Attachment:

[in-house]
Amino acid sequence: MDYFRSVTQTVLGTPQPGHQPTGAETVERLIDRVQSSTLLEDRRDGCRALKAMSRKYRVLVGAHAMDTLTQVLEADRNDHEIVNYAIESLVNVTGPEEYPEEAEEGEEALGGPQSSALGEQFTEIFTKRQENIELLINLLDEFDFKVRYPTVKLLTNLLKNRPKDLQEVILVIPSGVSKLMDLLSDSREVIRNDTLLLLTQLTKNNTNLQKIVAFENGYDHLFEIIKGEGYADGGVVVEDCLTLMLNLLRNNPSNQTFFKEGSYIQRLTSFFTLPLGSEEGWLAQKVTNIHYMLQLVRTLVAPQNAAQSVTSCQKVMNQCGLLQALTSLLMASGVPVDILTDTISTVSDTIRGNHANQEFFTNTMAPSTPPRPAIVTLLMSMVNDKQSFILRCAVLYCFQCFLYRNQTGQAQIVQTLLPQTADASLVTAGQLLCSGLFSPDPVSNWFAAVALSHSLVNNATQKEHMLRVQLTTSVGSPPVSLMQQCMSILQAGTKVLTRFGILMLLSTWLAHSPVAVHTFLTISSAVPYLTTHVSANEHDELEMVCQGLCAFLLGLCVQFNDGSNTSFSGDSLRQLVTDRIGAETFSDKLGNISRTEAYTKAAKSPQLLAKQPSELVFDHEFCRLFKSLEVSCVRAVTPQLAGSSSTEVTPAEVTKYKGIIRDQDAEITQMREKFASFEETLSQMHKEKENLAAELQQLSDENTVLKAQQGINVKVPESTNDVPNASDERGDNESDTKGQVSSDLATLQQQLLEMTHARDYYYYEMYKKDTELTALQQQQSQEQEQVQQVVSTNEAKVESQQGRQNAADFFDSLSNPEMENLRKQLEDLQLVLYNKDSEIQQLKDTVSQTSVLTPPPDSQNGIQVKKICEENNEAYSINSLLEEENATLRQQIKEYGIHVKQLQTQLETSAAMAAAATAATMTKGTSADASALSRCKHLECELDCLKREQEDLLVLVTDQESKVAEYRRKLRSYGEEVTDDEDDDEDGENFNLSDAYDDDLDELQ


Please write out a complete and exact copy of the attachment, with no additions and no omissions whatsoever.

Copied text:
[in-house]
Amino acid sequence: MDYFRSVTQTVLGTPQPGHQPTGAETVERLIDRVQSSTLLEDRRDGCRALKAMSRKYRVLVGAHAMDTLTQVLEADRNDHEIVNYAIESLVNVTGPEEYPEEAEEGEEALGGPQSSALGEQFTEIFTKRQENIELLINLLDEFDFKVRYPTVKLLTNLLKNRPKDLQEVILVIPSGVSKLMDLLSDSREVIRNDTLLLLTQLTKNNTNLQKIVAFENGYDHLFEIIKGEGYADGGVVVEDCLTLMLNLLRNNPSNQTFFKEGSYIQRLTSFFTLPLGSEEGWLAQKVTNIHYMLQLVRTLVAPQNAAQSVTSCQKVMNQCGLLQALTSLLMASGVPVDILTDTISTVSDTIRGNHANQEFFTNTMAPSTPPRPAIVTLLMSMVNDKQSFILRCAVLYCFQCFLYRNQTGQAQIVQTLLPQTADASLVTAGQLLCSGLFSPDPVSNWFAAVALSHSLVNNATQKEHMLRVQLTTSVGSPPVSLMQQCMSILQAGTKVLTRFGILMLLSTWLAHSPVAVHTFLTISSAVPYLTTHVSANEHDELEMVCQGLCAFLLGLCVQFNDGSNTSFSGDSLRQLVTDRIGAETFSDKLGNISRTEAYTKAAKSPQLLAKQPSELVFDHEFCRLFKSLEVSCVRAVTPQLAGSSSTEVTPAEVTKYKGIIRDQDAEITQMREKFASFEETLSQMHKEKENLAAELQQLSDENTVLKAQQGINVKVPESTNDVPNASDERGDNESDTKGQVSSDLATLQQQLLEMTHARDYYYYEMYKKDTELTALQQQQSQEQEQVQQVVSTNEAKVESQQGRQNAADFFDSLSNPEMENLRKQLEDLQLVLYNKDSEIQQLKDTVSQTSVLTPPPDSQNGIQVKKICEENNEAYSINSLLEEENATLRQQIKEYGIHVKQLQTQLETSAAMAAAATAATMTKGTSADASALSRCKHLECELDCLKREQEDLLVLVTDQESKVAEYRRKLRSYGEEVTDDEDDDEDGENFNLSDAYDDDLDELQ